yet 2) there would be constant selection pressure for some independently living bacteria to occupy their minimal genome ecological niche for (since a larger genome carries a higher energy cost than a smaller genome).
So this is strong (if not conclusive) evidence that "Organisms capable of permanent independent existence require" about "1,500 different gene products" which "would seem the bare minimum to sustain this level of metabolic activity." And again remember Hoyle's point above that unintelligent `blind watchmaker' processes cannot plausibly assemble even one of the shortest genes!
It is generally thought that a minimal genome will need to include genes for replication and for protein synthesis, and probably also for making the enzymes needed to construct basic building blocks, such as amino acids, from chemicals available in the immediate environment. ... Note this is for a "minimal genome" and therefore for the first genome. That is, the origin of life had to make a single-step jump from non-living chemicals to a living self-replicating cell with "a minimal genome" which needed "to include genes for replication and for protein synthesis ... for making the enzymes needed to construct basic building blocks, such as amino acids, from chemicals available in the immediate environment"!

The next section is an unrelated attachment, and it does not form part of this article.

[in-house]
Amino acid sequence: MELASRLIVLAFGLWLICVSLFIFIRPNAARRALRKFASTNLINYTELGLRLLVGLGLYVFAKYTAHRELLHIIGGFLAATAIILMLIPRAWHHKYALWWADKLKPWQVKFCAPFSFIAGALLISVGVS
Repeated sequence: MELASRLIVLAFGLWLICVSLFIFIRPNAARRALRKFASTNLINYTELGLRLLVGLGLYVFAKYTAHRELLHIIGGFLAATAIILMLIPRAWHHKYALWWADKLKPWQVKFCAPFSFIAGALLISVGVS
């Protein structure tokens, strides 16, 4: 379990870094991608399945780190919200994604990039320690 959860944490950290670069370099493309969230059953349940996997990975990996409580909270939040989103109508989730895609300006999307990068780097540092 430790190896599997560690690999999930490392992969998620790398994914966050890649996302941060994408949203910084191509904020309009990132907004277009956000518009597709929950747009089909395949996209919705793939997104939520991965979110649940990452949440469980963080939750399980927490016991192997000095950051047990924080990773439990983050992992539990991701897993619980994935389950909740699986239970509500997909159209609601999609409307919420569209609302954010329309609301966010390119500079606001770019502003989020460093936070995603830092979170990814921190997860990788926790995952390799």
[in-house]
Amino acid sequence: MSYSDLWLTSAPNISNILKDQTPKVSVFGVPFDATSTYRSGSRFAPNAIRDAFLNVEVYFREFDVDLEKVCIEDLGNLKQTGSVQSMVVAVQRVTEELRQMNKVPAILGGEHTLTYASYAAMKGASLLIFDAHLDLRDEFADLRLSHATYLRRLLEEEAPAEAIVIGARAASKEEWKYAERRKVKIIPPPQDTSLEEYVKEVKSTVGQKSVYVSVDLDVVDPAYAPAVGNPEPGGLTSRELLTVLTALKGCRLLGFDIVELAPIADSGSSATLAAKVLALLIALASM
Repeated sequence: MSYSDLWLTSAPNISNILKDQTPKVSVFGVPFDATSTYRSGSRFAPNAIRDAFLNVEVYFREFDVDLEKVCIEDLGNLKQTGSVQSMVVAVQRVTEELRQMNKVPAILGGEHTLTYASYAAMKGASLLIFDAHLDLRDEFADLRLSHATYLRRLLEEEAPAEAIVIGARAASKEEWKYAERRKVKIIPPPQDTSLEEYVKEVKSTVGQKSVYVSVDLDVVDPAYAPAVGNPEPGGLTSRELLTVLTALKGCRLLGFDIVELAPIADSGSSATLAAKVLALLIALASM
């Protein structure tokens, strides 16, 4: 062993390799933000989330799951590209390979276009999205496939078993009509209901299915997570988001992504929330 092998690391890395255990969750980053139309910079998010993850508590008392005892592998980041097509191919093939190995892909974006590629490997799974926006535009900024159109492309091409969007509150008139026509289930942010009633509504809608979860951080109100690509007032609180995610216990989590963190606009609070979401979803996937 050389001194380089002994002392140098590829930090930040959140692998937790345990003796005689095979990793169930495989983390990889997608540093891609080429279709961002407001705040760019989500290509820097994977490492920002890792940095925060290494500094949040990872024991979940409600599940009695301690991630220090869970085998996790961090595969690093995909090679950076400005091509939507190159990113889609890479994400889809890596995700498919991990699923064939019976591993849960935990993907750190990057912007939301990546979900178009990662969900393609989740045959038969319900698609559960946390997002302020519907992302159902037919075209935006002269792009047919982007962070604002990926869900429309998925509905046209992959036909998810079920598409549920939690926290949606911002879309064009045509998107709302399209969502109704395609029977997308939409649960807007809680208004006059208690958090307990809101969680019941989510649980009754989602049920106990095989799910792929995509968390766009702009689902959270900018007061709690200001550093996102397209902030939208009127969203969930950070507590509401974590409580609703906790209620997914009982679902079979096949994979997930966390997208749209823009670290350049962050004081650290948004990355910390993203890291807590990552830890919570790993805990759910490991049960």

Therefore, to paraphrase Richard Dawkins ("The Blind Watchmaker," 1986, p.288):
"`I predict that, if a form of life is ever discovered in another part of the universe ... it will be found to resemble life on Earth in one key respect: it will have' been created by an Intelligent Designer!
Stephen E. Jones, BSc (Biol).
Genesis 6:8-10. 8But Noah found favor in the eyes of the LORD. 9This is the account of Noah. Noah was a righteous man, blameless among the people of his time, and he walked with God. 10Noah had three sons: Shem, Ham and Japheth.